And, just for fun, a few more pictures from today:
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Friday, June 22nd, 2012
Yesterday, I found myself a little awestruck when I met Debbie Phelps (mom of Olympic gold medal swimmer Michael Phelps), who is a warm, effusive, and gregarious woman — someone I could see myself talking to and with for hours, over endless cups of coffee and warm pastries.
Debbie was in New York City with her daughter, Hilary, on behalf of The Century Council, a non-profit with the mission to fight underage drinking and drunk driving through their Ask. Listen. Learn. program. Debbie had appeared on the Today Show before sitting down for an intimate lunch with some mom bloggers and online media folk to talk about her involvement in the program and to share some parenting stories from her 2009 memoir, “A Mother for All Seasons.”
She discussed her son’s own arrest for a DUI at age 19. Even though he had been taught that it was wrong and dangerous to drink and drive, he still made the mistake. “We all fall on our faces,” she said, but the key was to continue teaching values. “We need to instill what’s already known to [our kids] and to enforce and enhance it.” According to The Century Council, parents are the leading provider of alcohol to underage kids and the average drinking age is 11. As a result, it’s important for “parents to model good and bad behavior through what they do and don’t do.”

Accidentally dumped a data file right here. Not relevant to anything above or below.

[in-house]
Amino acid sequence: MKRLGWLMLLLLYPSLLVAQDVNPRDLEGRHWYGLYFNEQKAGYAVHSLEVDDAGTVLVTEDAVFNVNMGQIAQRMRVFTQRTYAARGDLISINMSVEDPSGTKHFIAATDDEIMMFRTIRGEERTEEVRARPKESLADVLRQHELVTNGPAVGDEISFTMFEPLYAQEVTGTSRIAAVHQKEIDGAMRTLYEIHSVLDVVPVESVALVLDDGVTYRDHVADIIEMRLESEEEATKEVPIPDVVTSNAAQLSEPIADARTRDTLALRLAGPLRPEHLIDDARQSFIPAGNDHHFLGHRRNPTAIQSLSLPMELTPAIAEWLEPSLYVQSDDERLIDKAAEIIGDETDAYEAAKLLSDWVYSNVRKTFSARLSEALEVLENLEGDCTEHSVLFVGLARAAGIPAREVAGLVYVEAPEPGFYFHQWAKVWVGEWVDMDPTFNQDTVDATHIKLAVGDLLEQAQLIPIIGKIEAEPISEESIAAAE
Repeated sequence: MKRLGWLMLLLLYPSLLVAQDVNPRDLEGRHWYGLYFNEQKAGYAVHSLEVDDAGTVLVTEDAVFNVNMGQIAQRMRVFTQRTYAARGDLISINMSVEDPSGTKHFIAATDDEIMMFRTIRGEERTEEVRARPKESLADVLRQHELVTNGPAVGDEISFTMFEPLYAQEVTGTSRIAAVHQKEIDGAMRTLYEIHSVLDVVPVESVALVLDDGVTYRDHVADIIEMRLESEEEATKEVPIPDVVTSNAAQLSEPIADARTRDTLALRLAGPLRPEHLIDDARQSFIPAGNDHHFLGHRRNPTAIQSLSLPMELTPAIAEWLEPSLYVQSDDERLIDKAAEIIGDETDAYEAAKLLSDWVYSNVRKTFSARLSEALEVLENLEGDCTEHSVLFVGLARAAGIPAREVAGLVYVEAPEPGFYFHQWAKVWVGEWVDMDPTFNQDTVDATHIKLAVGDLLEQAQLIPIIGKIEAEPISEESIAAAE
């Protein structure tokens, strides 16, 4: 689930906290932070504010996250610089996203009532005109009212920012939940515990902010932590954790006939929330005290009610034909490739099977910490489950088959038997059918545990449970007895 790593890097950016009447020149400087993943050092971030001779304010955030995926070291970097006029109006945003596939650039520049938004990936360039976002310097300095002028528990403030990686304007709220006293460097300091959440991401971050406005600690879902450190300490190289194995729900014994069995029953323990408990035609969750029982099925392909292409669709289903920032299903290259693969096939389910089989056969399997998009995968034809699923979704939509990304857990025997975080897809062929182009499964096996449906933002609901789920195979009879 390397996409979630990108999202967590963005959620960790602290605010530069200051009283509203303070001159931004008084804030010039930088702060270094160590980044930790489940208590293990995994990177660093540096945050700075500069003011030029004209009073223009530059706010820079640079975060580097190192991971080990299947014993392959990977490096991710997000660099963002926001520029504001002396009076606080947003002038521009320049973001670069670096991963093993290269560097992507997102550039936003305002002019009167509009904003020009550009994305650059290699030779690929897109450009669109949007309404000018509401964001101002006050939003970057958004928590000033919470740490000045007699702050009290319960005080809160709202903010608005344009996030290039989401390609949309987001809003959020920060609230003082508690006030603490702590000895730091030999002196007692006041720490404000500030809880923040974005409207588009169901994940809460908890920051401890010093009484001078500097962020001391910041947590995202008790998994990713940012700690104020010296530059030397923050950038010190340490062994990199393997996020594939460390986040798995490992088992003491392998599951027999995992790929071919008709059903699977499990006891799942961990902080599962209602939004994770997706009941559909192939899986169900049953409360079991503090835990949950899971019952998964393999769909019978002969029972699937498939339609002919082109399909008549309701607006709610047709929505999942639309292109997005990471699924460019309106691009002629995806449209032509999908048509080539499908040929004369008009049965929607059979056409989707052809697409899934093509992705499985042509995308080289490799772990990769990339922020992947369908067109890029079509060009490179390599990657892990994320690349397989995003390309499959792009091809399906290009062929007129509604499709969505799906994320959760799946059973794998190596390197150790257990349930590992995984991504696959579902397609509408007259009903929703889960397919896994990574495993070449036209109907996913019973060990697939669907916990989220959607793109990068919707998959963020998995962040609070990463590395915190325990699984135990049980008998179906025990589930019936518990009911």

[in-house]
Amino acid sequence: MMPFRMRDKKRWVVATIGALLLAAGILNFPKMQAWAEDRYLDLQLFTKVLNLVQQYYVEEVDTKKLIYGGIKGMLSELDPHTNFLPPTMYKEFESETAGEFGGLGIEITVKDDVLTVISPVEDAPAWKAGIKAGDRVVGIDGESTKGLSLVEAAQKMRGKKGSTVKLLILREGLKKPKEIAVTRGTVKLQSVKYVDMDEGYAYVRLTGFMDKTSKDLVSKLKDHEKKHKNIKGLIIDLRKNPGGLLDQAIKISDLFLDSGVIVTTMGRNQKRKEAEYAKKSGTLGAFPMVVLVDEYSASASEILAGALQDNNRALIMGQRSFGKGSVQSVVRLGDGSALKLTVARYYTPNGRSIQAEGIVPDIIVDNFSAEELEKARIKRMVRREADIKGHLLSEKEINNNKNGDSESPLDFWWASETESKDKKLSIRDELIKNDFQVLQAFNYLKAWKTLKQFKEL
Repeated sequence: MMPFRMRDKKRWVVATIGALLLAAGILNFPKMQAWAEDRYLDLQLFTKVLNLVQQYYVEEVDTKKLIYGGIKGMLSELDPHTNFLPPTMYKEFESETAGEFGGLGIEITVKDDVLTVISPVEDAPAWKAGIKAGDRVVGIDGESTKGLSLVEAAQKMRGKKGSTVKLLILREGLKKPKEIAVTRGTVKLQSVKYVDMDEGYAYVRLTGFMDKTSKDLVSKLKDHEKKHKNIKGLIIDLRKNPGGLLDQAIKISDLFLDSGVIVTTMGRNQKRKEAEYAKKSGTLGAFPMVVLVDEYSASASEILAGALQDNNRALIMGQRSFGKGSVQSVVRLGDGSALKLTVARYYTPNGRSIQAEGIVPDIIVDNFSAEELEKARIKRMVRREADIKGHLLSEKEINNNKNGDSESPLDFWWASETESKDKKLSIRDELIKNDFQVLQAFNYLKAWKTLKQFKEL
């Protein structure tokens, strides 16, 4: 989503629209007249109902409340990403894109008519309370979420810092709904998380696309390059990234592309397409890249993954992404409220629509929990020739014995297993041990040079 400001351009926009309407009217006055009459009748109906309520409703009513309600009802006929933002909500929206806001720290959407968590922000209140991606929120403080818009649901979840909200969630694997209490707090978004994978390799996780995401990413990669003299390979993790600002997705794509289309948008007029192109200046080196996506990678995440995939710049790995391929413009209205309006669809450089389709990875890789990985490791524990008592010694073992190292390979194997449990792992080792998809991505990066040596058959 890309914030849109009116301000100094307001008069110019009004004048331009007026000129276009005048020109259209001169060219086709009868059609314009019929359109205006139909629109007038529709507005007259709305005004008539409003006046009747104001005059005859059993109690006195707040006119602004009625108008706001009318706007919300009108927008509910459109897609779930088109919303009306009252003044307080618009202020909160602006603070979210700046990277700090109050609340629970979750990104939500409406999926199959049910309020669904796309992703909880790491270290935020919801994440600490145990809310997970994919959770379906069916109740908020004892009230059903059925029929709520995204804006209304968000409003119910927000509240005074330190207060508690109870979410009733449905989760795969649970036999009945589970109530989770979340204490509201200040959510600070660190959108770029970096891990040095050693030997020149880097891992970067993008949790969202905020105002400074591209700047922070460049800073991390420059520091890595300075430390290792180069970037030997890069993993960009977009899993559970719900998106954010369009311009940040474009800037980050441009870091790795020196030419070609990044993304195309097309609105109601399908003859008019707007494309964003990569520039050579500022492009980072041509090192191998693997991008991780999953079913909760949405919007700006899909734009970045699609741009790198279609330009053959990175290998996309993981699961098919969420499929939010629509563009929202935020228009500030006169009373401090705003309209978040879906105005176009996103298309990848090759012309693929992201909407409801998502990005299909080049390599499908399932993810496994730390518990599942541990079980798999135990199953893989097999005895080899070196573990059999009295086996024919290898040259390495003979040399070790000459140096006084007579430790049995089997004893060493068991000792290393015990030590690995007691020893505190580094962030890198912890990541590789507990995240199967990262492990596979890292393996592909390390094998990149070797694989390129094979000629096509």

Even after Debbie and her husband divorced, she didn’t stop or slow down her busy schedule. Before relocating to Baltimore to be closer to a better swim facility, she drove her three kids (Hilary, the second daughter Whitney, and Michael) two hours each way, at different hours and on different days, to various swim practices and competitions. Both her daughters trained at Olympic levels before Michael became the youngest swimmer (at 15) to make the 2000 Sydney Olympics. In the midst of kinetic and emotional moments, known as “DP moments,” Debbie and her family relied on having “calmness and composure,” always taking time to release tension and address big issues with quiet steadiness. To remind herself and her children to always maintain an even-keeled manner, she cups her hand into a “C” and holds it up as a sign.
As Michael heads to the London Olympics (which is being touted as his last Olympics), Debbie is looking forward to taking a real vacation with her family (after having put off a trip to Disney for years). Even though she is a principal at a middle school in Baltimore, she is thinking about heading back to school herself and getting a post doctorate degree. She aims to live life to the fullest.
When asked about the best parenting advice she received, Debbie shared two. For swimming it was, “Never pack or carry [your child's] swim bags” (translation: let your child be independent and self-sufficient!). For raising kids it was, “Let them think for themselves” (translation: let them be individuals!).
Follow Debbie Phelps on Twitter at @mamaphelpsH20 | Read blog posts by Hilary Phelps at hilary-phelps.com
More Parents.com features on the Olympics: